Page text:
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1af1fb2 Sep 6, 2018
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Getting Started

The easiest way to start using Oboe is to build it from source by adding a few steps to an existing Android Studio project.

Adding Oboe to your project

1. Clone the github repository

Start by cloning the Oboe repository:

git clone https://github.com/google/oboe

Make a note of the path which you cloned oboe into - you will need it shortly

2. Update CMakeLists.txt

Open your app's CMakeLists.txt. This can be found under External Build Files in the Android project view. If you don't have a CMakeLists.txt you will need to add C++ support to your project.

CMakeLists.txt location in Android Studio

Now add the following commands to the end of CMakeLists.txt. Remember to update **PATH TO OBOE** with your local Oboe path from the previous step:

# Set the path to the Oboe directory.
set (OBOE_DIR ***PATH TO OBOE***) 

# Add the Oboe library as a subdirectory in your project.
add_subdirectory (${OBOE_DIR} ./oboe) 

# Specify the path to the Oboe header files.
include_directories (${OBOE_DIR}/include)  

In the same file find the target_link_libraries command. Add oboe to the list of libraries which your app's library depends on. For example:

target_link_libraries(native-lib oboe)

Here's a complete example CMakeLists.txt file:

cmake_minimum_required(VERSION 3.4.1)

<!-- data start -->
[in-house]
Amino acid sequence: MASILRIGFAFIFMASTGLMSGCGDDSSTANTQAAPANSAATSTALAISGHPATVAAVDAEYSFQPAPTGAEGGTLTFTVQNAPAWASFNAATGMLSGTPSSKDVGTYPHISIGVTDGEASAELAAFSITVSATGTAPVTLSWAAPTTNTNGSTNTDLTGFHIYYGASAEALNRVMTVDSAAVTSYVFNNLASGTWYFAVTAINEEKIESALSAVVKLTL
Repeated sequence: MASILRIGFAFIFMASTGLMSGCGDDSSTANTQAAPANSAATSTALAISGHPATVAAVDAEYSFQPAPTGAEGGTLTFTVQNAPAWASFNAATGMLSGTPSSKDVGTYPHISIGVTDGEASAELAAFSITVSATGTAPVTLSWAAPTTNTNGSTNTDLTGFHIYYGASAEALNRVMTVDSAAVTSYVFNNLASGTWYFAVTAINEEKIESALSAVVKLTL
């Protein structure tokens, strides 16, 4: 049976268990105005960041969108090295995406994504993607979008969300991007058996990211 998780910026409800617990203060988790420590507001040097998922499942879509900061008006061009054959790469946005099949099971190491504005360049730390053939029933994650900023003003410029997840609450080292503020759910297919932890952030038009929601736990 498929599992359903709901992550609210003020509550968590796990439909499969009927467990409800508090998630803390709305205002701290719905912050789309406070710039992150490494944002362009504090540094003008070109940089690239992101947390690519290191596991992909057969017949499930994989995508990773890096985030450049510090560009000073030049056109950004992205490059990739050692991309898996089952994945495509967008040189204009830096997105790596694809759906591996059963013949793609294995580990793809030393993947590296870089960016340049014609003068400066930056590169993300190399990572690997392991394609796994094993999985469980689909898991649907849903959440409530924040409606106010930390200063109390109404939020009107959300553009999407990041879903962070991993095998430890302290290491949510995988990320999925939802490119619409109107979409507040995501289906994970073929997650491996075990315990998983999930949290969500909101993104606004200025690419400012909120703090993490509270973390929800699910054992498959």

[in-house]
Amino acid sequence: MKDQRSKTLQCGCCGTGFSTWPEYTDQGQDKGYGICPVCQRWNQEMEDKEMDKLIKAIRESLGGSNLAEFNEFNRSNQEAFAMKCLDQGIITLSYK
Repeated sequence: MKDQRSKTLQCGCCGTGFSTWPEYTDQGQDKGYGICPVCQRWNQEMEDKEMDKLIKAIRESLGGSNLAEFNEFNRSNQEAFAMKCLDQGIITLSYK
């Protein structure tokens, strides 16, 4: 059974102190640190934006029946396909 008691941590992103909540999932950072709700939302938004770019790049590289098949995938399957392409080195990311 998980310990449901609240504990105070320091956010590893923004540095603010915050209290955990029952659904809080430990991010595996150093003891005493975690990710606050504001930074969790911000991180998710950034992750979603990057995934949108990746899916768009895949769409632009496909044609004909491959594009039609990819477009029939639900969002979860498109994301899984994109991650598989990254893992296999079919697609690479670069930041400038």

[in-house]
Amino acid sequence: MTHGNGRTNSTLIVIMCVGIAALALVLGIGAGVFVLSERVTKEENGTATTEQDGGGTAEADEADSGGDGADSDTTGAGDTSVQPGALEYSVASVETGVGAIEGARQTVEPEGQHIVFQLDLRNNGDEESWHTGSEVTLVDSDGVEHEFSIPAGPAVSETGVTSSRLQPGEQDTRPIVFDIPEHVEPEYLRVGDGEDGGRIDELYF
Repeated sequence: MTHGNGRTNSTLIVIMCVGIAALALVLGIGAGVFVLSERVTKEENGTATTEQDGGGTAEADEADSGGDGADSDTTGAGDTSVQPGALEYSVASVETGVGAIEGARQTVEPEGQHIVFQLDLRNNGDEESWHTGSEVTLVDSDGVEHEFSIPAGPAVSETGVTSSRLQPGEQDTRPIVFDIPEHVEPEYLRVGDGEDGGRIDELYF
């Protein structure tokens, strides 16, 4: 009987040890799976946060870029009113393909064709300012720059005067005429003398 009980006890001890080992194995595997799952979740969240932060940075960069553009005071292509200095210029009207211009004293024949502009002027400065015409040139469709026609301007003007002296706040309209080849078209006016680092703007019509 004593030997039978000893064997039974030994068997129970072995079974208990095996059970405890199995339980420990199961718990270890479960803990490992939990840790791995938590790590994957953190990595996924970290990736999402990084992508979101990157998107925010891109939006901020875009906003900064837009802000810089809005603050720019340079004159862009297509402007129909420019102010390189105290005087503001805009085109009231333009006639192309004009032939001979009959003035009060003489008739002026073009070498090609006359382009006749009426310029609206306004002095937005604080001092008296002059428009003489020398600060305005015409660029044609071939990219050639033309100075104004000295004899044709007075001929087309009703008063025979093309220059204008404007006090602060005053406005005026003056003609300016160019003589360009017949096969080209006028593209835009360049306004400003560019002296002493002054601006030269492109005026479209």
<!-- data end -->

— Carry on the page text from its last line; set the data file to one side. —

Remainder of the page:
# Build our own native library
add_library (native-lib SHARED src/main/cpp/native-lib.cpp )

# Specify the libraries which our native library is dependent on, including Oboe
target_link_libraries (native-lib log oboe)

# Build the Oboe library
set (OBOE_DIR ../../../oboe)  
add_subdirectory (${OBOE_DIR} ./oboe) 

# Make the Oboe public headers available to our app
include_directories (${OBOE_DIR}/include)

Now go to Build->Refresh Linked C++ Projects to have Android Studio index the Oboe library.

Verify that your project builds correctly. If you have any issues building please report them here.

Using Oboe

Once you've added Oboe to your project you can start using Oboe's features. The simplest, and probably most common thing you'll do in Oboe is to create an audio stream.

Creating an audio stream

Include the Oboe header:

#include <oboe/Oboe.h>

Streams are built using an AudioStreamBuilder. Create one like this:

oboe::AudioStreamBuilder builder;

Use the builder's set methods to set properties on the stream (you can read more about these properties in the full guide):

builder.setDirection(oboe::Direction::Output);
builder.setPerformanceMode(oboe::PerformanceMode::LowLatency);
builder.setSharingMode(oboe::SharingMode::Exclusive);

Define an AudioStreamCallback class to receive callbacks whenever the stream requires new data.

class MyCallback : public oboe::AudioStreamCallback {
public:
    oboe::DataCallbackResult
    onAudioReady(oboe::AudioStream *audioStream, void *audioData, int32_t numFrames){
        generateSineWave(static_cast<float *>(audioData), numFrames);
        return oboe::DataCallbackResult::Continue;
    }
};